Storyboarding: Using Pictures to Teach Words

What You Need:

  • One pack of 3x5 post-its in one color
  • One pack of 2x3 mini-post-its in another color
  • A big sheet of plain white paper, the bigger the better
  • A space of blank wall on which you can tape your big paper
  • A pencil or pen

What You Do:

  1. Before writing anything, think and talk! With young writers, we often forget that real writers spend lots of time planning before they ever sit down to write. Talk with your kid: what does she want to say in her story about the amusement park? Go ahead and take random notes on scrap paper, and make sure she can read them. Look them over and have your child start by picking one thing that she would especially like to share.
  2. Plan the “big ideas.” Back in first or second grade, it would have been OK just to say, “We did the rides.” But now the rules are changing. Your child needs to try to make that place come alive for readers, with the richest details possible. Now’s the time for your 3x5 post-its. See if your child can come up with three “big ideas” about the trip, and put one on each post-it. One simple set of three is “what I expected,” “what happened,” and “now that it’s over, what I learned.” Or, your child might want to describe “rides,” “cool food,” and “worst disasters of the day.” Let your kid take the lead, but do stand by, and offer to write words that a child has said aloud. What’s important here is the thinking process. When you have your three post-its, stick them on your big page on the wall, leaving plenty of space under each one.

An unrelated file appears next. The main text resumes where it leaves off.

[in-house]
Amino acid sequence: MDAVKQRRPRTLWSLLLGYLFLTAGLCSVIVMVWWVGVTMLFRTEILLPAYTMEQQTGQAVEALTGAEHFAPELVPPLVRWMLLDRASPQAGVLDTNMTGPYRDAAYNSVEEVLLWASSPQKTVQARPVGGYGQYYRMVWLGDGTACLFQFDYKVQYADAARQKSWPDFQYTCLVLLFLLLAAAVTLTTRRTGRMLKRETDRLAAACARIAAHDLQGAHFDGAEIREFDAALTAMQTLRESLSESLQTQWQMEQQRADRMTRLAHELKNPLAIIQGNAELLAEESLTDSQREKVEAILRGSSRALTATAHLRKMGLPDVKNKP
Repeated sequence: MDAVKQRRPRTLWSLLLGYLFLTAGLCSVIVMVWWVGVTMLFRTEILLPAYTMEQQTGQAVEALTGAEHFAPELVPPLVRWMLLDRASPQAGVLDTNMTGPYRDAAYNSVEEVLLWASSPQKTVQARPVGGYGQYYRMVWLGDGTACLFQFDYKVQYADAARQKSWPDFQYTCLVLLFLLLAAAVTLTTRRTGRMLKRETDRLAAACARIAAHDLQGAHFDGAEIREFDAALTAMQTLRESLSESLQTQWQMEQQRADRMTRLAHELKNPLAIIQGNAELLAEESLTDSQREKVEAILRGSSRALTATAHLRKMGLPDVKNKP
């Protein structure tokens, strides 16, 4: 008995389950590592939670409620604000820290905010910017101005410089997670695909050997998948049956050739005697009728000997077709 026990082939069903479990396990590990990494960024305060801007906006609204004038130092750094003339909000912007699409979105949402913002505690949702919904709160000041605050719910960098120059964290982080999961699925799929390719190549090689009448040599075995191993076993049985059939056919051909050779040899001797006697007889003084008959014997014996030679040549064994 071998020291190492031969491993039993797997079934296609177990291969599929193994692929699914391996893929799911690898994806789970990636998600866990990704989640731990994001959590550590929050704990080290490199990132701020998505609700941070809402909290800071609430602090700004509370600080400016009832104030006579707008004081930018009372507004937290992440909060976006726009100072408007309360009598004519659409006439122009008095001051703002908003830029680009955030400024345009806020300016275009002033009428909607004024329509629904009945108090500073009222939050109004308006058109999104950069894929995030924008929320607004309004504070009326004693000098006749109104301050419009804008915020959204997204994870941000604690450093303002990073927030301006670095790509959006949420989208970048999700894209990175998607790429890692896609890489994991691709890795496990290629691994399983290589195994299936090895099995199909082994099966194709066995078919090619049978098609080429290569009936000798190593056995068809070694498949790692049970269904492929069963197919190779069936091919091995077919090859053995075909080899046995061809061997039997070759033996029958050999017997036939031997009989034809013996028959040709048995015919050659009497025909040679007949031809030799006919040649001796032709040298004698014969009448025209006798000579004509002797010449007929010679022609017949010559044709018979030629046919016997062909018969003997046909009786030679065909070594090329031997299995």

3. Fill in the details. Now pull out the small post-its. Invite your child to write one detail on each post-it, and then stick it in the section where it best fits. Try for at least three details in every section. Under “disasters,” for example, your child may remember when Cousin Fred’s milkshake hit the ride operator. Under “lessons learned,” you might even get lucky with items like “Don’t linger at the gas station or Mom may forget me there.” Whatever the topic, help your kid get those ideas onto paper.
  4. Now, and only now, your kid is ready to write. Have him or her sit near the big page, and follow the sequence of big ideas and supporting details. When one set is finished, it’s also OK to rip it off and throw it out—many kids love the active break and the sense of accomplishment. By the end, you should see a story that actually makes sense, both to reader and writer, and was, with luck, pretty fun to create as well.

For any child who has been confused by writing—and many, many kids are—storyboarding is a technique to use any time. When you “storyboard,” you are helping your child with a crucial skill of seeing big ideas with several parts, and then fitting specific supporting ideas within them in a logical way. It’s a technique that can be used all the way into high school. It’s the foundation of the way scientists, lawyers and scholars lay out arguments. In other words, it’s a huge gift to your young writer—and a great stress reducer too.

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